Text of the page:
These overlapping but not identical assertions incorporated, among other things,a request to participate in politics and a demand that the aristocracy acknowledge the grounds on which the middle class rested its respect for itself. By the nineteenth century, people describing the essential features of their nations - whether France or Britain or Germany, whether the United States or Australia—typically included the elements of respectability in their descriptions, with the further implication that one of the things that made their particular nation superior to others was the larger degree to which the national character embodied the moral values of respectability. This implication is suggested by a cartoon that contrasts a Frenchmans understanding of the practices of tea taking with those of his more competent (and more attract tively portrayed) English hosts (fig. 5.1). In consequence, people who thought of themselves as belonging to classes other than the middle class and who wished either to retain a leading place in national politics (in the case of established upper-class groups) or to claim such a place for the first time (in the case of politically active segments of the modem working class) consciously adopted significant aspects of the culture of respectability - in the latter case producing the "respectable working class." In doing so, they were not claiming to belong to the middle class; they were asserting membership in the moral community of the nation and their right to share the national identity
Why tea? Tea was far from the only commodity employed in the rituals of respectability, and its importance in this regard varied considerably from country to country. (It was especially prominent in Great Britain, where most of the practices of respectable tea taking in the late eighteenth and the nineteenth centuries appear to have developed.) What made tea particularly important was the wide range of ways in which its use could be understood within middle-class culture. That culture can be visualized as consisting of a number of different contexts: connections of practices and meanings that became linked to each other, mostly in the eighteenth century, to form a single entity. By looking at the apparent meanings of tea in each of them, it is possible to appreciate the role of tea in the culture of respectability and to understand the process by which the middle classes of the Atlantic world used tea to identify themselves, both individually and collectively.
Tea became fashionable in Western Europe more or less simultaneously with coffee in the second half of the seventeenth century (see Hohenegger, p. 127 of this volume). What that meant was that tea, as a commodity consumed in a manner supposedly similar to the way it was taken by the upper orders of Chinese society, found a place in a distinct cultural context: the modes of behavior exhibited by people who consciously wished to signify that they were "gentlemen" and "ladies," that they possessed the manners of the hereditary aristocracy and pedigrees sufficiently distinguished to allow them to be accounted members of that class (if sometimes only on the fringes of it). One of the modes that made up this context of gentility was the adoption of changing fashions in dress, literary interests, aesthetic tastes, and consumer goods. Gentility had been constructed in the sixteenth and early seventeenth centuries as a cultural pattern that highlighted qualities all members of the social elite were supposed to possess, regardless of their specific ranks,and that set them off collectively from other people (Bryson 1998). It was presumed by convention that most of these people possessed land and titles, but the pattern was sufficiently flexible that people at the upper ends of the professions, officials, the descendants of prosperous merchants, and the like could adopt it as well.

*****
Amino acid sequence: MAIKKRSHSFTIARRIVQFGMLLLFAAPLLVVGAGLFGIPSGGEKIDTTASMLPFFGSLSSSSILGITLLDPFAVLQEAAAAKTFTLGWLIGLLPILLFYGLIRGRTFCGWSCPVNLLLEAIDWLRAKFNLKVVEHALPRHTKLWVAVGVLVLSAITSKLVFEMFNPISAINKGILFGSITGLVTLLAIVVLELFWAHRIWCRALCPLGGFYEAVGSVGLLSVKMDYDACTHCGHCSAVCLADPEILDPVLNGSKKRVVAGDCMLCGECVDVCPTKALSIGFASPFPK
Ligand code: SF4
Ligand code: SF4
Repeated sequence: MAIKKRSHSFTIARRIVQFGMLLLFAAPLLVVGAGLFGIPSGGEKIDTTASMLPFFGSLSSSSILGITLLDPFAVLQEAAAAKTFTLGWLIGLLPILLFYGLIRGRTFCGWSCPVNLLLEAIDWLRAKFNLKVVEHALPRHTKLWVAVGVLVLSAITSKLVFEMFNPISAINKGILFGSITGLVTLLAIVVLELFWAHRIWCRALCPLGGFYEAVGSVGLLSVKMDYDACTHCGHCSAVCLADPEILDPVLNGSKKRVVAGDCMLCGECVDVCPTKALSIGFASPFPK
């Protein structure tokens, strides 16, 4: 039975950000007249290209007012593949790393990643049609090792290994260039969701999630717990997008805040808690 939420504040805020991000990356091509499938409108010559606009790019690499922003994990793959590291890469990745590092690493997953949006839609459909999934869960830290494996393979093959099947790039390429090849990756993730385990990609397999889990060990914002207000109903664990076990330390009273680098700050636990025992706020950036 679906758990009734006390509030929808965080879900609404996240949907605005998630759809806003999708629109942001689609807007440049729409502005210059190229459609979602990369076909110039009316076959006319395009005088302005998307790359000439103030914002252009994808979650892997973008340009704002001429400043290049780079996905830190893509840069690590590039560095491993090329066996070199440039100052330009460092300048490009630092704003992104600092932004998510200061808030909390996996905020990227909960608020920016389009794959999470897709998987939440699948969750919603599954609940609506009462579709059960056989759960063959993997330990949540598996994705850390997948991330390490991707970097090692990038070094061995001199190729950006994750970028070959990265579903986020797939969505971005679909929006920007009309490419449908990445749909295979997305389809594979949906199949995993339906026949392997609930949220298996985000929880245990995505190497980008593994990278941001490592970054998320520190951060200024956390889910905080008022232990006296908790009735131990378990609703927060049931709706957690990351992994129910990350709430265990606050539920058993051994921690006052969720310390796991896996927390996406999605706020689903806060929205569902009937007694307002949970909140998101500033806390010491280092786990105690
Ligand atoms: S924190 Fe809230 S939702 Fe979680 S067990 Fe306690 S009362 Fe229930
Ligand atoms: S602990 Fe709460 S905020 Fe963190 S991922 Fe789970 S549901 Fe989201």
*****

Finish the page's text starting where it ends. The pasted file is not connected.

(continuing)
In the late seventeenth century, consuming tea in a moderately ceremonious and quasi-Chinese way, using, if possible, porcelain cups and Chinese teapots imported from China, was a very significant ritual of gentility. It was part of a broader fashion for material objects (especially expensive ones) that were Chinese in origin, pattern, or at least suggestion. This fashion for chinoiserie is illustrated by figure 5.2, a magnificent French tapestry of the late seventeenth or early eighteenth century (Honour 1961). It depicts the Chinese imperial family taking tea in high style, but also in the open air. Most of the conventions of portrayal are European, but most of the figures are dressed in a manner that lets the viewer know that the locale is the exotic and (at the time) greatly admired Empire of China. Here, tea is placed in a framework that refers simultaneously to its overseas origins, to its association with the most exalted social levels of the most prestigious monarchy in the world, and to the combination of ritual and restrained informality (the domestic scene, the outdoor setting) that characterized the early modern culture of gentility.